Malaysia Issues Roadmap for Private Entities Financial Reporting Framework

The Malaysian Accounting Standards Board has published a roadmap which explains the board’s plan with regards to private entities that meet specified criteria to use the Financial Reporting Standards for Small and Medium-sized Entities (FRS for SMEs) beginning in 2016. 
 
The FRS for SMEs, which was issued as MASB ED 72 for public comments in 2010, is virtually identical with the International Financial Reporting Standard for Small and Medium-sized Entities (IFRS for SMEs) issued by the International Accounting Standards Board (IASB) in July 2009.
 
Currently, all private entities have the option to use either the Private Entity Reporting Standards (PERS) or the Malaysian Financial Reporting Standards (MFRSs). 
 
Under the roadmap, the financial reporting framework for private entities uses size threshold based on annual revenue of RM500,000 as the differentiator. The plan came about after having considered the feedback received on the Request for Views on Private Entities, the Way Forward issued in February 2012.
 
“The MASB recognises the importance of private entities (which primarily are SMEs) to the economy," says MASB's chairman, Mohammad Faiz Azmi.
 
SMEs represent over 97% of the total business establishments in Malaysia, contributing about 32% to the nation’s gross domestic product. 
 
"It is clear that promoting a viable SME sector is essential in the nation's focus towards broadening and sustaining the growth momentum. In this regard the MASB believes it is for the benefit of the SMEs, specifically the larger ones to comply with international standards so that they would present financial statements that are comparable to its counterparts in other jurisdictions,” says Azmi.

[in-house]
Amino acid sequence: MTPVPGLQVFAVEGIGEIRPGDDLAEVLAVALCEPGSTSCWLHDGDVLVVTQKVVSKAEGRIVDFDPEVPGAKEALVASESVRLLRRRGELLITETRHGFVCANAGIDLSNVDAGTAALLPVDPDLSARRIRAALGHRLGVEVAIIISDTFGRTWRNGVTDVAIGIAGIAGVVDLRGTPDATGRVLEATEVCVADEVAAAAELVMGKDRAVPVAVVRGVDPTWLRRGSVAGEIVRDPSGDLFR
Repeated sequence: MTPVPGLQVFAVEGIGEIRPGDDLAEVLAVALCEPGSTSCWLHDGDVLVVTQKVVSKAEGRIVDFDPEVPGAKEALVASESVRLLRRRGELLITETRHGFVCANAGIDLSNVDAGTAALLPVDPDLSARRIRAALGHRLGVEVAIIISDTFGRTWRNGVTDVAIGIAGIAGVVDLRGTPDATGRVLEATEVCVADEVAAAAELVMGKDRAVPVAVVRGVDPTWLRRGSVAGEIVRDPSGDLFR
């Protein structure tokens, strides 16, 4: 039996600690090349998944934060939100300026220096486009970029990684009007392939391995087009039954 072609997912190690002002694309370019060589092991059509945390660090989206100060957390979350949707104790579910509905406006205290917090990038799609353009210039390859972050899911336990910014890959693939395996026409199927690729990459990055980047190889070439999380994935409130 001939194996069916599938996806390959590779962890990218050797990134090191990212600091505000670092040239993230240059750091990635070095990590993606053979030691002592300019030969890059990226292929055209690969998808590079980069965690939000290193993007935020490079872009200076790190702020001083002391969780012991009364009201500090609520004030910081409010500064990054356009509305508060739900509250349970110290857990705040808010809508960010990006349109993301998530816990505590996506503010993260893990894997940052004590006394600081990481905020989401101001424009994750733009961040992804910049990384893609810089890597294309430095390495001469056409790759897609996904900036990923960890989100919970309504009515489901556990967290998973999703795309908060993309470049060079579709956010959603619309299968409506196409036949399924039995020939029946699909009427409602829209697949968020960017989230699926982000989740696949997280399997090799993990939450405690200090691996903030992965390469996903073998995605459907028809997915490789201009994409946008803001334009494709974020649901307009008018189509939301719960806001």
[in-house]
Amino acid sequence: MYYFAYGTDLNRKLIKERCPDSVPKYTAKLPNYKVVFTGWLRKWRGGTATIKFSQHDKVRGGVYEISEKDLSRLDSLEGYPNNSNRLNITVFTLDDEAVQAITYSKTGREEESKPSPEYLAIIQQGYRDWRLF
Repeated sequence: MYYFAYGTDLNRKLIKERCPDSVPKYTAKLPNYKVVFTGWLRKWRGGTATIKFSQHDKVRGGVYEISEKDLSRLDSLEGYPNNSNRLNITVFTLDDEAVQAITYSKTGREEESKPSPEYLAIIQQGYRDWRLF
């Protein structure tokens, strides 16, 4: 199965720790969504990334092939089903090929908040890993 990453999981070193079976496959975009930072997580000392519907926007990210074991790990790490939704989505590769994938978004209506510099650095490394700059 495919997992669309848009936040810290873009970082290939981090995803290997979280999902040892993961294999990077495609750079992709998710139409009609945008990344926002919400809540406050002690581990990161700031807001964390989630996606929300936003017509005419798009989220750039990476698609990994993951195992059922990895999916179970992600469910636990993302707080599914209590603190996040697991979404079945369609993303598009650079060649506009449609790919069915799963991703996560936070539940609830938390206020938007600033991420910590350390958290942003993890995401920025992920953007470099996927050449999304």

Datuk Ali Abdul Kadir, chairman of the Financial Reporting Foundation, the oversight body of the MASB said, "An international language of disclosure and transparency is a goal worth pursuing on behalf of users, such as capital providers, of larger SMEs financial statements who seek comparable financial information to make well-informed decisions. The increasing worldwide acceptance of financial reporting using IFRS for SMEs have led the MASB to give a lot of thought in making this milestone decision.”
 
However, he added that, “the MASB did not jump on the bandwagon for the sake of joining the crowd. IFRS for SMEs, which is a set of simplified IFRSs built on an IFRS foundation, is designed specifically for SMEs and is internationally recognised.”
 
Based on a recent report by the IASB, over 80 jurisdictions have either adopted the IFRS for SMEs  or stated a plan to adopt it within the next three years.
 
“We hope that with this advance notice, private entities would have sufficient time to prepare themselves for the changeover," advises Azmi. "We also urge all stakeholders to consider how they could assist affected private entities in the migration from the PERS to the FRS for SMEs which the MASB expects to issue during the first half of 2013.”
 
On the cost of implementation, Datuk Ali says “incremental training costs is unavoidable but if the affected private entities have been practicing continuous professional education programme, training cost is expected to be marginal particularly if they do not enter into complex business transactions. In addition, training materials are available free from the IASB website and therefore implementing the FRS for SMEs is not expected to be an expensive exercise for such entities."
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